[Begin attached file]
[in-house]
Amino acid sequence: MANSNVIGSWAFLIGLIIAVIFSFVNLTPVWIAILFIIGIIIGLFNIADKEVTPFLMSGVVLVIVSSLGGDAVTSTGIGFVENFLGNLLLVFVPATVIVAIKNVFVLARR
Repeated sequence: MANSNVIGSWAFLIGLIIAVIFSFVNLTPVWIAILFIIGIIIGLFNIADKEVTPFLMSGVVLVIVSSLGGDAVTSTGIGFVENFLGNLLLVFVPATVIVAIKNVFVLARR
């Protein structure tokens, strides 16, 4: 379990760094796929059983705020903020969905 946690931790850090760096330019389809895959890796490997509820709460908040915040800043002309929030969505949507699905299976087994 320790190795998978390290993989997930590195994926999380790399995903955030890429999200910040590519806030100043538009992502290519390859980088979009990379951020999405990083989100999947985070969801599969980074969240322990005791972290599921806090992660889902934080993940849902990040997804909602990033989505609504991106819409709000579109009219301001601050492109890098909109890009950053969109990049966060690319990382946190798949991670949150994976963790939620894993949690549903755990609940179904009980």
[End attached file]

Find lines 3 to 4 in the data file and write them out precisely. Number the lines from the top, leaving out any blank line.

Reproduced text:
Repeated sequence: MANSNVIGSWAFLIGLIIAVIFSFVNLTPVWIAILFIIGIIIGLFNIADKEVTPFLMSGVVLVIVSSLGGDAVTSTGIGFVENFLGNLLLVFVPATVIVAIKNVFVLARR
């Protein structure tokens, strides 16, 4: 379990760094796929059983705020903020969905 946690931790850090760096330019389809895959890796490997509820709460908040915040800043002309929030969505949507699905299976087994 320790190795998978390290993989997930590195994926999380790399995903955030890429999200910040590519806030100043538009992502290519390859980088979009990379951020999405990083989100999947985070969801599969980074969240322990005791972290599921806090992660889902934080993940849902990040997804909602990033989505609504991106819409709000579109009219301001601050492109890098909109890009950053969109990049966060690319990382946190798949991670949150994976963790939620894993949690549903755990609940179904009980």